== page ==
The CHPAC strongly supports the use of a one month averaging time in determining compliance in order to more closely monitor potential high exposures. Short-term high exposures are a concern because some effects of lead may result from only a few weeks of elevated exposure. In fact, even brief, intense episodes of exposure, such as those occurring during the renovation activities, can cause significant elevations in blood lead levels in children. The half-life of lead is sufficiently long that repeated short-term elevated exposures may result in significant accumulation of lead within a child’s body. In addition, a monthly averaging time is more likely to capture exceedances related to periodic activities as occur within industrial activity, construction or demolition. We do not support the use of the second highest level for the form of the standard, unless a level significantly lower than 0.1 mg/m3 is selected. Unusual weather conditions or other circumstances can be handled in a more specific fashion without the need to allow single exceedances in all counties.
Indicator of the standard
The Administrator has proposed to retain TSP as the indicator for the primary standard, based on the fact that ingestion plays a significant role in lead exposure, and particles in the ultracoarse fraction, which would not be measured by PM10 monitors, contribute substantially to lead ingestion. The Administrator has also proposed to allow states to use PM10 data with a site specific scaling factor.
The CHPAC notes that there are technical difficulties with the use of either TSP or PM10 as the indicator. There is clearly a need for a far more robust monitoring network than currently exists. In setting both the level and the indicator for the lead standard, the Administrator should take into account the fact that use of the PM10 as the indicator will result in missing an unknown and potentially substantial portion of lead exposure. Therefore, should PM10 be chosen as the indicator, the level of the standard must be set low enough to retain an adequate margin of safety for children, acknowledging this unknown missed fraction of lead exposure.
We support the Agency in its conclusions that airborne lead remains a significant threat to children’s neurological development in the United States, and that the current NAAQS for lead provides inadequate protection. We urge the Administrator to apply appropriate precaution in interpreting the scientific data, recognizing the growing body of evidence that shows significant benefits can be achieved through reducing air concentrations to levels below the range he has proposed. We urge the Agency to develop adequate monitoring for lead that takes into account lead exposure from ingestion of ultracoarse particles. We look forward to working with the agency to finalize a standard that affords adequate protection to the nation’s children.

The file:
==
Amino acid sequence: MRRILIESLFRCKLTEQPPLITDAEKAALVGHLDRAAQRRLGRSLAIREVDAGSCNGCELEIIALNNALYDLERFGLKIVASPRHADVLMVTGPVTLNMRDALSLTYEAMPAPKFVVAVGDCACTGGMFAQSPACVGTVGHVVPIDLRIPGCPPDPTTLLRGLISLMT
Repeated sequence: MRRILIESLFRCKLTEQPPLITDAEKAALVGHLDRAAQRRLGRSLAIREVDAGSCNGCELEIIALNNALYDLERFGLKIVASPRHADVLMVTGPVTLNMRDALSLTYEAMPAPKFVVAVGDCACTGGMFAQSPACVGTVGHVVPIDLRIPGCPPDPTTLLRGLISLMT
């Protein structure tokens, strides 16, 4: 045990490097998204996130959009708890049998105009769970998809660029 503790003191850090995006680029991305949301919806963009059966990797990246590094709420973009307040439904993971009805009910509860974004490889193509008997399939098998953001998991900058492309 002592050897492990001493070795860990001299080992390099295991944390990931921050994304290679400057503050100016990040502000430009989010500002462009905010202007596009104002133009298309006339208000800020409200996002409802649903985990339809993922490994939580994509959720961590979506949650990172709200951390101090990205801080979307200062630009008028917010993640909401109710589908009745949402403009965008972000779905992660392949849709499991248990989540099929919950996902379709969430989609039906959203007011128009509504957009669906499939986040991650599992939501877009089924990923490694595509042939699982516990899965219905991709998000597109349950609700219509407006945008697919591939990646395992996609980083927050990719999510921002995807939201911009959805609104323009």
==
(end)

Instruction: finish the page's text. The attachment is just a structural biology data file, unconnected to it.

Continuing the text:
Sincerely,Melanie A. Marty, Ph.D., Chair
Children’s Health Protection Advisory Committee
Cc: Robert Meyers, Principal Deputy Assistant Administrator, Office of Air and Radiation;
Steve Page, Director, Office of Air Quality Planning and Standards;
Lydia Wegman, Director, Health and Environmental Impacts Division, Office of Air Quality Planning and Standards
1 To clarify further, in Hayes study, at 0.25 ug/m3, for every decrease of 0.1ug m3 in air lead, there was a decline of 1.62 ug/dl in blood lead (ratio of 1:16 air lead to blood lead); but at an air lead level of 1.0ug/m3, for every 0.1 ug/m3 decrease in air lead there was only a decline of 0.56 ug/dl (ratio of 1:5 air lead to blood lead) (Hayes et al., 1994).
Agency for Toxic Substances and Disease Registry, 2007. Toxicological Profile for Lead. Chapter 3. Health Effects. Accessed at http://www.atsdr.cdc.gov/toxprofiles/tp13-c3.pdf, May 19, 2008.
Canfield RL, Henderson CR, Cory-Slechta DA, Cox C, Jusko TA and Lanphear BP. (2003) Intellectual impairment in children with blood lead concentrations below 10 ug per deciliter. N Engl J Med 348: 1517-1526.
Hayes, EB, McElvaine, MDM Orbach HG, Fernandez AM, Lyne, S, and Matte, TD. (1994) Long-term trends in blood lead levels among children in Chicago: Relationship to air lead levels. Pediatrics 93: 195-200.
Lanphear BP, Hornung R, Khoury J, Yolton K, Baghurst P, Bellinger DC, Canfield RL, Dietrich KN, Bornschein R, Greene T, Rothenberg SJ, Needleman HL, Schnaas L, Wasserman G, Graziano J and Roberts R. (2005) Low-level environmental lead exposure and children’s intellectual function: An international pooled analysis. Environ Health Perspect 113: 894-899.
Leighton J, Klitzman S, Sedlar S, Matte T, and Cohen NL. (2003) The effects of lead-based paint hazard remediation on blood lead levels of lead poisoned children in New York City. Environ Res. Jul;92(3):182-90.